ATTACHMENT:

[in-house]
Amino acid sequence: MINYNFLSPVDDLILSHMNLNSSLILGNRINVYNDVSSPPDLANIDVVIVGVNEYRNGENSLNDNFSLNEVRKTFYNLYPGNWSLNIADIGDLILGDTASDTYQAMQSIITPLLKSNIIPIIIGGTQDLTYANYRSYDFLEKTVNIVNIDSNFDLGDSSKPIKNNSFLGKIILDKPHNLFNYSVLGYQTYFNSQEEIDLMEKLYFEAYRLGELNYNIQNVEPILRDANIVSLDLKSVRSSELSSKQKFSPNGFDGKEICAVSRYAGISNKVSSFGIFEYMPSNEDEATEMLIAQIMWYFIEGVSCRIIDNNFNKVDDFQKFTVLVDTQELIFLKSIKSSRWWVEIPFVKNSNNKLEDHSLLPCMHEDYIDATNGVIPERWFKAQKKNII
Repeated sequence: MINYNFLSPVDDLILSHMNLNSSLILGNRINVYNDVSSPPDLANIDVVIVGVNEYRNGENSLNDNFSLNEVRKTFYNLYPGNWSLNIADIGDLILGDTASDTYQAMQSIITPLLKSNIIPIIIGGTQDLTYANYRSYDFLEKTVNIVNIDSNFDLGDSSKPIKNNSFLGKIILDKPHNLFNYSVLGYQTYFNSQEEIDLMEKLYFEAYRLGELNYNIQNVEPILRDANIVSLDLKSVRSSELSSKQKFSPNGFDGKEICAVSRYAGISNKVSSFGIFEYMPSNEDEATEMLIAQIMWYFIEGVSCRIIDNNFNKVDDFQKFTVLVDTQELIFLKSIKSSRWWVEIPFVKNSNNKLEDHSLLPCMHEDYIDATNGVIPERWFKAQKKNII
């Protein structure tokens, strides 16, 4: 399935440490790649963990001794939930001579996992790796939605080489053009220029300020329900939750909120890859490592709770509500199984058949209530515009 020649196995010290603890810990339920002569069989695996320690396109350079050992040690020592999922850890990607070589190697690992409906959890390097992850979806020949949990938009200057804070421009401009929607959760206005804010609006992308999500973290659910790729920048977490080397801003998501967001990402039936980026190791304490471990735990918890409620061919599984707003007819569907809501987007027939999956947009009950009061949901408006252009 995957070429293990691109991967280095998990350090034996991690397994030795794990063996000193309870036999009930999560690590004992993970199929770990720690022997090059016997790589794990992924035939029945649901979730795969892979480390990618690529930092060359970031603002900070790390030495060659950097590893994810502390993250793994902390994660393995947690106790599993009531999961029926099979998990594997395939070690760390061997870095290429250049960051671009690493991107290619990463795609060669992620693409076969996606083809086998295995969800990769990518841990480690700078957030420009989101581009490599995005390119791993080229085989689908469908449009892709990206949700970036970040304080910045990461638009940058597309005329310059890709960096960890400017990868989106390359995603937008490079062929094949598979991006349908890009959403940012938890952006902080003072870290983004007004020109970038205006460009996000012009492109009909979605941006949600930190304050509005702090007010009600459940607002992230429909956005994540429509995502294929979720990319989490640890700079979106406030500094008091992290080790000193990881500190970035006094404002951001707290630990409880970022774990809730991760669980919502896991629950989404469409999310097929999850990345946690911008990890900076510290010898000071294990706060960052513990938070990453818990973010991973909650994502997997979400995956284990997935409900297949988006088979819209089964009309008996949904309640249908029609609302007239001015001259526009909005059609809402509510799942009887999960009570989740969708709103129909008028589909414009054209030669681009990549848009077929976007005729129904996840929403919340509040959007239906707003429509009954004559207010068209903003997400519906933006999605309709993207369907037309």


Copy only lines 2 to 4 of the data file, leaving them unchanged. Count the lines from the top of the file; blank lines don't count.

Amino acid sequence: MINYNFLSPVDDLILSHMNLNSSLILGNRINVYNDVSSPPDLANIDVVIVGVNEYRNGENSLNDNFSLNEVRKTFYNLYPGNWSLNIADIGDLILGDTASDTYQAMQSIITPLLKSNIIPIIIGGTQDLTYANYRSYDFLEKTVNIVNIDSNFDLGDSSKPIKNNSFLGKIILDKPHNLFNYSVLGYQTYFNSQEEIDLMEKLYFEAYRLGELNYNIQNVEPILRDANIVSLDLKSVRSSELSSKQKFSPNGFDGKEICAVSRYAGISNKVSSFGIFEYMPSNEDEATEMLIAQIMWYFIEGVSCRIIDNNFNKVDDFQKFTVLVDTQELIFLKSIKSSRWWVEIPFVKNSNNKLEDHSLLPCMHEDYIDATNGVIPERWFKAQKKNII
Repeated sequence: MINYNFLSPVDDLILSHMNLNSSLILGNRINVYNDVSSPPDLANIDVVIVGVNEYRNGENSLNDNFSLNEVRKTFYNLYPGNWSLNIADIGDLILGDTASDTYQAMQSIITPLLKSNIIPIIIGGTQDLTYANYRSYDFLEKTVNIVNIDSNFDLGDSSKPIKNNSFLGKIILDKPHNLFNYSVLGYQTYFNSQEEIDLMEKLYFEAYRLGELNYNIQNVEPILRDANIVSLDLKSVRSSELSSKQKFSPNGFDGKEICAVSRYAGISNKVSSFGIFEYMPSNEDEATEMLIAQIMWYFIEGVSCRIIDNNFNKVDDFQKFTVLVDTQELIFLKSIKSSRWWVEIPFVKNSNNKLEDHSLLPCMHEDYIDATNGVIPERWFKAQKKNII
């Protein structure tokens, strides 16, 4: 399935440490790649963990001794939930001579996992790796939605080489053009220029300020329900939750909120890859490592709770509500199984058949209530515009 020649196995010290603890810990339920002569069989695996320690396109350079050992040690020592999922850890990607070589190697690992409906959890390097992850979806020949949990938009200057804070421009401009929607959760206005804010609006992308999500973290659910790729920048977490080397801003998501967001990402039936980026190791304490471990735990918890409620061919599984707003007819569907809501987007027939999956947009009950009061949901408006252009 995957070429293990691109991967280095998990350090034996991690397994030795794990063996000193309870036999009930999560690590004992993970199929770990720690022997090059016997790589794990992924035939029945649901979730795969892979480390990618690529930092060359970031603002900070790390030495060659950097590893994810502390993250793994902390994660393995947690106790599993009531999961029926099979998990594997395939070690760390061997870095290429250049960051671009690493991107290619990463795609060669992620693409076969996606083809086998295995969800990769990518841990480690700078957030420009989101581009490599995005390119791993080229085989689908469908449009892709990206949700970036970040304080910045990461638009940058597309005329310059890709960096960890400017990868989106390359995603937008490079062929094949598979991006349908890009959403940012938890952006902080003072870290983004007004020109970038205006460009996000012009492109009909979605941006949600930190304050509005702090007010009600459940607002992230429909956005994540429509995502294929979720990319989490640890700079979106406030500094008091992290080790000193990881500190970035006094404002951001707290630990409880970022774990809730991760669980919502896991629950989404469409999310097929999850990345946690911008990890900076510290010898000071294990706060960052513990938070990453818990973010991973909650994502997997979400995956284990997935409900297949988006088979819209089964009309008996949904309640249908029609609302007239001015001259526009909005059609809402509510799942009887999960009570989740969708709103129909008028589909414009054209030669681009990549848009077929976007005729129904996840929403919340509040959007239906707003429509009954004559207010068209903003997400519906933006999605309709993207369907037309």